Even if the average residential user of the internet doesn’t need a 100 megabits per second connection at the moment, Mr Turnbull’s plan lacks vision. The internet is used in ways unimagined just a few years ago. No-one, including the Liberal Party, can predict what new uses are around the corner.

And whether they need the speed or not, no-one likes the idea of being lumped with a B-grade option.

I think the editor of the Illawarra Mercury has really belled the cat in that well-crafted editorial.

The people of the Illawarra were not taken in by the shadow minister’s misleading assertions about the NBN project, nor his claims that if the coalition’s OPEL broadband plan had continued then just about everyone in this country would by now be enjoying access to broadband. The coalition now claims its defunct OPEL project would have extended high-speed broadband out to 99 per cent of all households and small businesses. This is delusion on a grand scale. The OPEL plan was in fact meant to reach 90 per cent of just half a million underserved premises, which is less than five per cent of all premises in Australia.

That is not a point that the member for Cowper will be out spruiking around his electorate. I suspect the member for Wentworth was not out there sprouting that when he visited Gilmore the week before last either. But this very low-ball plan failed even to reach that coverage objective. Instead, independent analysis showed that, if it had proceeded, it would actually have covered fewer than 380,000 premises; that is around 3.5 per cent of premises, or 72 per cent of the low-ball promise that they made to the electorate. It was just one of 19 failed broadband projects the coalition put up, and it is time that we all moved on from these failed plans.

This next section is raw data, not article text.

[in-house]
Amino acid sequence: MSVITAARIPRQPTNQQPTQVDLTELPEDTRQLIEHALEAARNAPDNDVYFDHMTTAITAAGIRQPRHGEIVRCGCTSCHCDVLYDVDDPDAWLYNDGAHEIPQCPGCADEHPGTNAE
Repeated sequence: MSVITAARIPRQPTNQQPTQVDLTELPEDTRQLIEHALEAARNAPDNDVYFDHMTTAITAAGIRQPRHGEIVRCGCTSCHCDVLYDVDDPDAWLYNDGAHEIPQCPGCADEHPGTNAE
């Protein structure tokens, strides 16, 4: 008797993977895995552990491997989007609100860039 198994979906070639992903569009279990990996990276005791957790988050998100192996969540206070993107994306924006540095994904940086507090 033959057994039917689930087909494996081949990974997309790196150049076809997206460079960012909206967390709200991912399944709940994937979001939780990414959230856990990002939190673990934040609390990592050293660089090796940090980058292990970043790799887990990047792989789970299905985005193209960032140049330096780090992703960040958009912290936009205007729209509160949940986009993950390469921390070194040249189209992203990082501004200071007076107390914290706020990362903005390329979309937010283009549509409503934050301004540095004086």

I live very near the trial pilot rollout site in Kiama Downs and Minnamurra, and it is exciting to see those trucks rolling the cable through the suburbs. Transformational projects of the magnitude of the NBN do not happen overnight, and they certainly do not happen every day in our region, but it is pleasing to know that steady progress is happening every day. In one of the first release sites in Kiama Downs and Minnamurra, which is adjacent to my electorate of Throsby, the take-up of the NBN is proceeding at extraordinary levels, as is consent to fibre connection to the premises—and this is important. Households were invited to preselect, if you like, whether they would like to get the NBN connected to their premises, and over 75.9 per cent of premises in Kiama Downs-Minnamurra have signed up to that, indicating that they want to get high-speed broadband from the NBN retail providers connected to their premises, which just shows that there is a lot of excitement in the local region for this project. Transfield, the local construction company, in its first release site has completed the majority of the passive infrastructure for the underground deployment despite very poor weather conditions—although we will not complain about that given that we are a long way from the floods of Queensland, northern New South Wales and northern Victoria.